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hypothec

[hahy-poth-ik, hi-] /haɪˈpɒθ ɪk, hɪ-/
noun
1.
Roman and Civil Law. a mortgage or security held by a creditor on the property of a debtor without possession of it, created either by agreement or by operation of law.
2.
(in some modern legal systems) a security interest created in immovable property.
Origin
1585-1595
1585-95; earlier hypotheca < Late Latin < Greek hypothḗkē deposit, pledge, mortgage (akin to hypotithénai to deposit as pledge). See hypo-, theca
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Based on the Random House Dictionary, © Random House, Inc. 2014.
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British Dictionary definitions for hypothec

hypothec

/haɪˈpɒθɪk/
noun
1.
(Roman law, Scots law) a charge on property in favour of a creditor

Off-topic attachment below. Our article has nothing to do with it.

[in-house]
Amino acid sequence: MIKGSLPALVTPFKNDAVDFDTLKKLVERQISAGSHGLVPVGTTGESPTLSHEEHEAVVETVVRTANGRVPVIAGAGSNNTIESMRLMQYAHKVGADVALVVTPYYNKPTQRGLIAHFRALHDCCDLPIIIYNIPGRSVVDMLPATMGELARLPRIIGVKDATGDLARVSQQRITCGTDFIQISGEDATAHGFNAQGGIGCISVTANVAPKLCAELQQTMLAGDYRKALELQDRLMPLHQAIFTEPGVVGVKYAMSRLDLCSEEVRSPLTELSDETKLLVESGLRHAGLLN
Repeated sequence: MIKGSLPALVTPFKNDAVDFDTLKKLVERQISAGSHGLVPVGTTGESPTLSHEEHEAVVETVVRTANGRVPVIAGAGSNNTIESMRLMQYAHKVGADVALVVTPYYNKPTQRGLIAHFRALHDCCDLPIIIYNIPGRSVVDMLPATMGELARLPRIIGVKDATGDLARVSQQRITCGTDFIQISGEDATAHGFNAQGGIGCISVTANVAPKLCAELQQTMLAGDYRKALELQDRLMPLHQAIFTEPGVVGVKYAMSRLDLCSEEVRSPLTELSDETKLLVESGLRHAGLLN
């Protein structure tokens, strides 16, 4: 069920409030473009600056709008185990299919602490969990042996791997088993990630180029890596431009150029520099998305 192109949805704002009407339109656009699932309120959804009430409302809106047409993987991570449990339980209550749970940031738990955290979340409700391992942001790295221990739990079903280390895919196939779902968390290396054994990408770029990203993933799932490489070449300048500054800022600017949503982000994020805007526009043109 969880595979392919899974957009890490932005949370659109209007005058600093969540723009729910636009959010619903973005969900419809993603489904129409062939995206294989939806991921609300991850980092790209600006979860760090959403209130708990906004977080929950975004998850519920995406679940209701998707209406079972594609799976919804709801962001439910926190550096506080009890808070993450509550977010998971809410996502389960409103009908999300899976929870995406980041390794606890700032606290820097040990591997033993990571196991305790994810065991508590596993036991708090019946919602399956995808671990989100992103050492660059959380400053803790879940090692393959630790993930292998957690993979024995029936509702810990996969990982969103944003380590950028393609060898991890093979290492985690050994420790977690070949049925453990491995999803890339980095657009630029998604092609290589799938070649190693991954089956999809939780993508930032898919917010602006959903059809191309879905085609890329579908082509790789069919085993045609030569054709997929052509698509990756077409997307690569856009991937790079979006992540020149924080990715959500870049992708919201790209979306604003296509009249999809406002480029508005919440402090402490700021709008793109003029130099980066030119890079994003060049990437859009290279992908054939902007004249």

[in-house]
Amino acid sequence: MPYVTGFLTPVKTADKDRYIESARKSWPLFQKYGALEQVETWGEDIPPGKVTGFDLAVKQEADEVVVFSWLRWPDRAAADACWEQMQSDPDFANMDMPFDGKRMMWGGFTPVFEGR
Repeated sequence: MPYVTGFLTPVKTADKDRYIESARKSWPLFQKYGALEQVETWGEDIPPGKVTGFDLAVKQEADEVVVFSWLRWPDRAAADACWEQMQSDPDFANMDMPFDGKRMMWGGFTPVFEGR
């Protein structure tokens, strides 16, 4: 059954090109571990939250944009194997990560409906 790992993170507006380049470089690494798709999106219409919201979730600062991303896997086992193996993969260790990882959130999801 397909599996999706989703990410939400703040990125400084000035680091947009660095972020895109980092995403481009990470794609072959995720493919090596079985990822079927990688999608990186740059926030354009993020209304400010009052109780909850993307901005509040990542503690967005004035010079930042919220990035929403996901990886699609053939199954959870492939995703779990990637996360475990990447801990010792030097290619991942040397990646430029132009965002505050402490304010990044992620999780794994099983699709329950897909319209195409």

Word Origin
C16: from Late Latin hypotheca a security, from Greek hupothēkē deposit, pledge, from hupotithenai to deposit as a security, place under, from hypo- + tithenai to place
Collins English Dictionary - Complete & Unabridged 2012 Digital Edition
© William Collins Sons & Co. Ltd. 1979, 1986 © HarperCollins
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Encyclopedia Article for hypothec

in Roman law, a type of security for a debt in which the creditor had neither ownership nor possession. It arose in cases in which a renter needed the use of the things that he pledged as security for his continued payment of rent, usually tools or equipment necessary for working the land he was renting. Possession could be taken by the creditor only when the debt, or, in this case, the rent, was not paid

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Encyclopedia Britannica, 2008. Encyclopedia Britannica Online.
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21
20
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